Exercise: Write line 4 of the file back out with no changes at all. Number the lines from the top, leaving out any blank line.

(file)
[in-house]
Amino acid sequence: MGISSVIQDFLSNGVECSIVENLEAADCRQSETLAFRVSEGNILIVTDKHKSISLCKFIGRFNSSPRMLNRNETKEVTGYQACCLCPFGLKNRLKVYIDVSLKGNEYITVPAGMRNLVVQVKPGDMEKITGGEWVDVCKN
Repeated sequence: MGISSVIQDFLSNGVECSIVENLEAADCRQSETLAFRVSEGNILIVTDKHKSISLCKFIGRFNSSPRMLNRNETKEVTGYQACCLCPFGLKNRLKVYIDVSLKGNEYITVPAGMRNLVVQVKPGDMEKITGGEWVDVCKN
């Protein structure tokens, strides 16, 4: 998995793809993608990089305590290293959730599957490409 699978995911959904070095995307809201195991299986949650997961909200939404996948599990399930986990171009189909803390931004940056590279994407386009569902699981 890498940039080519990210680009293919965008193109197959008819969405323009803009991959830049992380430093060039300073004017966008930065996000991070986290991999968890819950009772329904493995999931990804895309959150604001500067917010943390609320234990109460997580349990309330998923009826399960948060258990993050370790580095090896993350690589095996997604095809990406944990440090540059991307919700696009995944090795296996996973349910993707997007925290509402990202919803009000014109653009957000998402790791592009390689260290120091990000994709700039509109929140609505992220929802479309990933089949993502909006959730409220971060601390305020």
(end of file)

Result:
């Protein structure tokens, strides 16, 4: 998995793809993608990089305590290293959730599957490409 699978995911959904070095995307809201195991299986949650997961909200939404996948599990399930986990171009189909803390931004940056590279994407386009569902699981 890498940039080519990210680009293919965008193109197959008819969405323009803009991959830049992380430093060039300073004017966008930065996000991070986290991999968890819950009772329904493995999931990804895309959150604001500067917010943390609320234990109460997580349990309330998923009826399960948060258990993050370790580095090896993350690589095996997604095809990406944990440090540059991307919700696009995944090795296996996973349910993707997007925290509402990202919803009000014109653009957000998402790791592009390689260290120091990000994709700039509109929140609505992220929802479309990933089949993502909006959730409220971060601390305020």